“Jonah began to go into the city, going a day’s journey. And he called out, “Yet forty days, and Nineveh shall be overthrown!” And the people of Nineveh believed God. They called for a fast and put on sackcloth, from the greatest of them to the least of them.
When God saw what they did, how they turned from their evil way, God relented of the disaster that he had said he would do to them, and he did not do it.” (Jonah 3:4-5, 10)
When we come to church every week we find it to be a sanctuary. The church is a refuge, a shelter from the storms and cares of life, as well as from a culture that has grown increasingly worldly, selfish, immoral and hostile to the message of the Gospel. Here we meet with God by His Spirit, in His word, the sacrament of the altar, and the fellowship of the saints. Here we find God’s mercy that forgives us for our sins. Here we find truth, strength and hope to sustain as we daily interact with the world.
The church should also be a sanctuary of mercy and hope to unbelievers as well. We are Christ’s ambassadors, called to minister to the needs of the lost with what we received from our interaction with the Lord. Often, however, our actions and attitudes carry the opposite message: we don’t like outsiders, people who are different from us, people of other cultures, people who are immoral, sinners in general. We don’t want to share the hope that we have with them.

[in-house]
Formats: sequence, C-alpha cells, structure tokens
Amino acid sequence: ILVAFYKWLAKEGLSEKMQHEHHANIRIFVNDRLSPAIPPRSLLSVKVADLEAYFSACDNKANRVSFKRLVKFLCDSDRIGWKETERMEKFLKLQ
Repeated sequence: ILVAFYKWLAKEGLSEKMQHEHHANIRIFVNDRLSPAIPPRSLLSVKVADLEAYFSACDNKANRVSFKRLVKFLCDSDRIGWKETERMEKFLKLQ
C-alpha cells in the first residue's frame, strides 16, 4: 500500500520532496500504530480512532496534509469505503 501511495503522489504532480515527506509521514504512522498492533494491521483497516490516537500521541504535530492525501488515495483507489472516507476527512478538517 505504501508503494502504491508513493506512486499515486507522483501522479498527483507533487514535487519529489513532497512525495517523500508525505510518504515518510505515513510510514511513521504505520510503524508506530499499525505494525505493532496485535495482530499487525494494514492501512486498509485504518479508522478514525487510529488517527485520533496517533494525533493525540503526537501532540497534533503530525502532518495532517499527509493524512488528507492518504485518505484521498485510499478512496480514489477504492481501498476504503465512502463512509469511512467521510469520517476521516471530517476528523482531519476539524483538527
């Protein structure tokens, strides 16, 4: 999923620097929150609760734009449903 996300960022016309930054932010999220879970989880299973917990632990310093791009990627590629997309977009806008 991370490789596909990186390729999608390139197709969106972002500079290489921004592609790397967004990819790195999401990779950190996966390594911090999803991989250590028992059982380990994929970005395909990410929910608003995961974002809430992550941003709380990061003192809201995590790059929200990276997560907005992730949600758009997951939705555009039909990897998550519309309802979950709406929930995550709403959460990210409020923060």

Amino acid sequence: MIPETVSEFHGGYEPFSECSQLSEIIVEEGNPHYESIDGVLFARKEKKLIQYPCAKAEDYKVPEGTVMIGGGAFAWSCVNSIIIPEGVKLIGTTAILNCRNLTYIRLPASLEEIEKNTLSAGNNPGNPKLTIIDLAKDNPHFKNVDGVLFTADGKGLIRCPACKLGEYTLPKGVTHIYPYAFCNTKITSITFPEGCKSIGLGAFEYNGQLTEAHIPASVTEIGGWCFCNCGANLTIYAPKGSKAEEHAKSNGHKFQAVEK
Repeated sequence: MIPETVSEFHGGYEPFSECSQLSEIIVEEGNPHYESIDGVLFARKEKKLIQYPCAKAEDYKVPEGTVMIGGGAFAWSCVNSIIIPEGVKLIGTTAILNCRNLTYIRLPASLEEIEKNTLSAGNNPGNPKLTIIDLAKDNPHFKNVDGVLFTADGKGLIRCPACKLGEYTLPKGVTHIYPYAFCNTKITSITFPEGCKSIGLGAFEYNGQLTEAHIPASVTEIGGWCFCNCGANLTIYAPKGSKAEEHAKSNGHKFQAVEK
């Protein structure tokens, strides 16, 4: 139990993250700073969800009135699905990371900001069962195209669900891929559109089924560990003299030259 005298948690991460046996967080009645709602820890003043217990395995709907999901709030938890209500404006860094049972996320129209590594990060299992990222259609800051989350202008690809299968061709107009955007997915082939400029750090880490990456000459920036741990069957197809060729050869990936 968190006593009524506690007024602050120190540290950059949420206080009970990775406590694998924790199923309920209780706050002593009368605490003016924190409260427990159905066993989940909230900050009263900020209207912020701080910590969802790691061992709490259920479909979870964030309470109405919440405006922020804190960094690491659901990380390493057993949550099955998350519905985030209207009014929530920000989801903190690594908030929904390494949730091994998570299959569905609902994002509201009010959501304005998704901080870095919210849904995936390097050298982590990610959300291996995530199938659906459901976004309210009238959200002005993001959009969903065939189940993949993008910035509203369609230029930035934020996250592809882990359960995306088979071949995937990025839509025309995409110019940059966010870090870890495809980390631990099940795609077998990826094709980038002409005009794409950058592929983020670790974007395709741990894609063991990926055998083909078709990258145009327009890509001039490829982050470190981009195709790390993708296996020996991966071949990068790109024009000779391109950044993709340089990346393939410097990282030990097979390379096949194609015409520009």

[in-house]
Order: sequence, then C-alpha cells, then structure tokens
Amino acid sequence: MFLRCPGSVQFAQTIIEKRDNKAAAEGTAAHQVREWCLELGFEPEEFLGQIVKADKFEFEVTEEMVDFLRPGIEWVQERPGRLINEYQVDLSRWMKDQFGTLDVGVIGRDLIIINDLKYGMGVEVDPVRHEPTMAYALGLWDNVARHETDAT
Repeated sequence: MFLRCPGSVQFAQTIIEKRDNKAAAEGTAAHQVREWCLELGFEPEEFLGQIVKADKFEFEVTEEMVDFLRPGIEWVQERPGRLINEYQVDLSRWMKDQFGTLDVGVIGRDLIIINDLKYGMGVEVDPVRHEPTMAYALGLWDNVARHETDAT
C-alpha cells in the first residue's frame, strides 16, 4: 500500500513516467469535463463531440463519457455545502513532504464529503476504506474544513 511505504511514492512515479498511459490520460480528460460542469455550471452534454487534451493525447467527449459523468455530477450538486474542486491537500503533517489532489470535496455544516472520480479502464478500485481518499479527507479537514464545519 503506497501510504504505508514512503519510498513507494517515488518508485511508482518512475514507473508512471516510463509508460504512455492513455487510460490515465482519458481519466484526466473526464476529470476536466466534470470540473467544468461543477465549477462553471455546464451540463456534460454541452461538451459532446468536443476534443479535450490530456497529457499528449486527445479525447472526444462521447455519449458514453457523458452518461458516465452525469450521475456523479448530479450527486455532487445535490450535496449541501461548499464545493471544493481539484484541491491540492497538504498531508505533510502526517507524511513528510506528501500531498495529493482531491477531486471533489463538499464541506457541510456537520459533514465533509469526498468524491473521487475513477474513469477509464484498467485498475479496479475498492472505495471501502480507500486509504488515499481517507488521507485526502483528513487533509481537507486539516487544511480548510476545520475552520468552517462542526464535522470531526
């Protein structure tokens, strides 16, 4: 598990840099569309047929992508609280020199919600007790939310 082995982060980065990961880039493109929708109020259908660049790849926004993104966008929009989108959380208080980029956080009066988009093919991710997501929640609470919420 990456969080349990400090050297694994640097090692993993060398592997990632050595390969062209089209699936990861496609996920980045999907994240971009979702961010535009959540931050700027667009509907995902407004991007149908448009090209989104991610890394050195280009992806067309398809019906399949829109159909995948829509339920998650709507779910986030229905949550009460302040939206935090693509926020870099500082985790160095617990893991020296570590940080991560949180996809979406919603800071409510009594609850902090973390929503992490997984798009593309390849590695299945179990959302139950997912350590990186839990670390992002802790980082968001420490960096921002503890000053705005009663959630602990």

Jonah felt that way about the sinful people of Nineveh. Jonah did not like God’s idea of so easily forgiving people who deserved punishment. He was angry with God. Yes God is just and holy. He must punish sin. Yet. God loves to extend mercy to people who do not deserve it. As we also know or should know, the sins of those who repent and are forgiven don’t go unpunished. God Himself suffered the punishment for sin in the person of Jesus. On the cross Jesus suffered the punishment for the sins of all mankind. He took our place because we human beings could never become righteous by our actions or deeds. All have sinned and fallen short of God’s glory. It was God’s love and compassion that made up for our helplessness. So we ought to preach the gospel Jonah preached but with an attitude of joy and thanksgiving for God uses us as His instruments of mercy.